I don't recall there being universal agreement. I remember one or two people agreeing and everyone else staying silent/neutral. I took that as acceptance. It wasn't until we started to move forward with the plan that the GM objected. I suspect the fighter wouldn't have objected at all if we hadn't been taking so long (he was likely wanting back in the game).


Ravingdork wrote:
Martialmasters wrote:
Unless I missed the part where the rest of the party agreed to the suicide mission, in Wich case the fighter is the odd one out on these tactics as he is the one that spoke out in complaint of them.
I don't recall there being universal agreement. I remember one or two people agreeing and everyone else staying silent/neutral. I took that as acceptance. It wasn't until we started to move forward with the plan that the GM objected. I suspect the fighter wouldn't have objected at all if we hadn't been taking so long (he was likely wanting back in the game).

Play by post or discord? Sounds like some kind of online session the way your just described things.

Easy to have miscommunication in those medium's. Best I can suggest is hold off until everyone has a vote in unless the DM is actively pressing you for time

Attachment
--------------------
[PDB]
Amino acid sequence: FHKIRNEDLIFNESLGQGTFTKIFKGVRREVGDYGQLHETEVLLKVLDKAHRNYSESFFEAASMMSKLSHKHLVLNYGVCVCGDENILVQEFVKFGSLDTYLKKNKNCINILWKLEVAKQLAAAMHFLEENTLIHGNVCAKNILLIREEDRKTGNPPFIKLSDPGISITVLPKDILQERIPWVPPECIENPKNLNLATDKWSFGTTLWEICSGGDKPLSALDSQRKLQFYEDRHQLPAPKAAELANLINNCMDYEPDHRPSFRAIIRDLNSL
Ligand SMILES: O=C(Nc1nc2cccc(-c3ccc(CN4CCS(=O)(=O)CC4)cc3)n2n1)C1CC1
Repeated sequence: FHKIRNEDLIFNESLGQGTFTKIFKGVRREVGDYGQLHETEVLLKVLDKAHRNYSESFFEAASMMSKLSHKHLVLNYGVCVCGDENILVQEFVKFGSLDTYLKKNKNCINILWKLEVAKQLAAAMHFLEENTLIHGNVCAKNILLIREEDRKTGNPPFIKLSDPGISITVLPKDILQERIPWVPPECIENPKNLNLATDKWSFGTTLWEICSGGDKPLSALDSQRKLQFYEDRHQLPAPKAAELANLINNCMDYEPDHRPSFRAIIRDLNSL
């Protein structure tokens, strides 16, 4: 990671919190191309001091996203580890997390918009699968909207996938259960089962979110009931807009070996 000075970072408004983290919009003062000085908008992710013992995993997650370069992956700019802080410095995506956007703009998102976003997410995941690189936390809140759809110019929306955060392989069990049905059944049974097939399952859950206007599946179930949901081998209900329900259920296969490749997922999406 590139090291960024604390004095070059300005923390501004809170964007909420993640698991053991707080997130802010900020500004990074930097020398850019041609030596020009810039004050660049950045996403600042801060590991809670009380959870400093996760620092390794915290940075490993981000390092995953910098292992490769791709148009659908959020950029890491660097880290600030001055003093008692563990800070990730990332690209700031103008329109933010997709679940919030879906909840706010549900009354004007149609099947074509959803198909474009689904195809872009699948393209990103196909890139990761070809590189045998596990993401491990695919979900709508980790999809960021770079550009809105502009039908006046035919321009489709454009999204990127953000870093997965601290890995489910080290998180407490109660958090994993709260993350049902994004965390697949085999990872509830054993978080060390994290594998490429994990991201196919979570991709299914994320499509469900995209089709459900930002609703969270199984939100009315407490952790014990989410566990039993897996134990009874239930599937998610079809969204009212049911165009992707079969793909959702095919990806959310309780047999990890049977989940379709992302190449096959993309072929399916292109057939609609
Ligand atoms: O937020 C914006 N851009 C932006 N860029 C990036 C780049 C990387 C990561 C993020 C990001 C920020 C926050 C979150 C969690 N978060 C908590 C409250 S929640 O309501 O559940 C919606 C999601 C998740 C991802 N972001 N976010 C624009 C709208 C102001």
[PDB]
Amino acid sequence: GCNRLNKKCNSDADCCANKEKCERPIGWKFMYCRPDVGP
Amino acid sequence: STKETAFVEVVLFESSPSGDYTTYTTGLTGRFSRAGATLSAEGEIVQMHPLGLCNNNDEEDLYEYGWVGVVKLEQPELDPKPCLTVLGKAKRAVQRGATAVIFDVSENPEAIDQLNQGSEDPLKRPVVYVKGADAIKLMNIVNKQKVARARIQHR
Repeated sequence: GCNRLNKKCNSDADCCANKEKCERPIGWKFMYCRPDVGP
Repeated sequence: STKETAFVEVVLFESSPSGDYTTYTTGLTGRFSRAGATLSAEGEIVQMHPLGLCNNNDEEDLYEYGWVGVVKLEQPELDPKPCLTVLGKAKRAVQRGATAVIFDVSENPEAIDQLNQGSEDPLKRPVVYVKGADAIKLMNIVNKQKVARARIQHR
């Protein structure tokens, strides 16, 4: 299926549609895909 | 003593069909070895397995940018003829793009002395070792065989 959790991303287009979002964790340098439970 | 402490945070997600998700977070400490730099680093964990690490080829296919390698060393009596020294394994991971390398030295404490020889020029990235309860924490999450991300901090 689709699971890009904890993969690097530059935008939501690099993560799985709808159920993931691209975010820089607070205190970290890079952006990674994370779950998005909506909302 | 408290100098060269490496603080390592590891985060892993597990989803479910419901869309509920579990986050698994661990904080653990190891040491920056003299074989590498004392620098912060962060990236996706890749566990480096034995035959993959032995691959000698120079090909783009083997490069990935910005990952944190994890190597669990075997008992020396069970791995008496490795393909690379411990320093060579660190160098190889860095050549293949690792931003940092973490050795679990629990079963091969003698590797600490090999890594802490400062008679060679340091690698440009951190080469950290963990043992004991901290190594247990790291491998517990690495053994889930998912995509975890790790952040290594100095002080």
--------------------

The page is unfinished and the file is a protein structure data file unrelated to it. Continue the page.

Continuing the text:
It reads like the GM was working really hard to not allow a player based rescue at all. It seems artificially forced to disallow the party to coordinate opening a door and a fast mover to run in and attempt the rescue and flee. Then he gives the guy a super hand wavey continual recovery yourself while entombed in a crypt and run out solo?

I'd be feeling off about it too.

To those saying no take backs, and really mean it to the point of before moving a mini or dice rolled..... seriously what? I get saying keep free action speech short, but "stop", "don't do that again", etc all are well within this realm.


Pathfinder Maps, Pawns Subscriber; Pathfinder Roleplaying Game Superscriber; Starfinder Charter Superscriber
Martialmasters wrote:
Play by post or discord? Sounds like some kind of online session the way your just described things.

Nope. This was a live play session done in person, around a real table.


Ravingdork wrote:
Martialmasters wrote:
Play by post or discord? Sounds like some kind of online session the way your just described things.
Nope. This was a live play session done in person, around a real table.

Weird that they would be silent.

I guess best suggestion I have is make sure everyone voice's their opinion before such actions in the future and make sure they say something.

As for the DM, only thought I have is maybe ask what kind of campaign he expects so you know how to taper your actions accordingly.


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Ravingdork wrote:


As a monk, I'm fast. If I can have someone open the door for me, then I can dash in, snatch up the fighter, and dash out again before the enemy can react. The group seemed to be in agreement with the plan.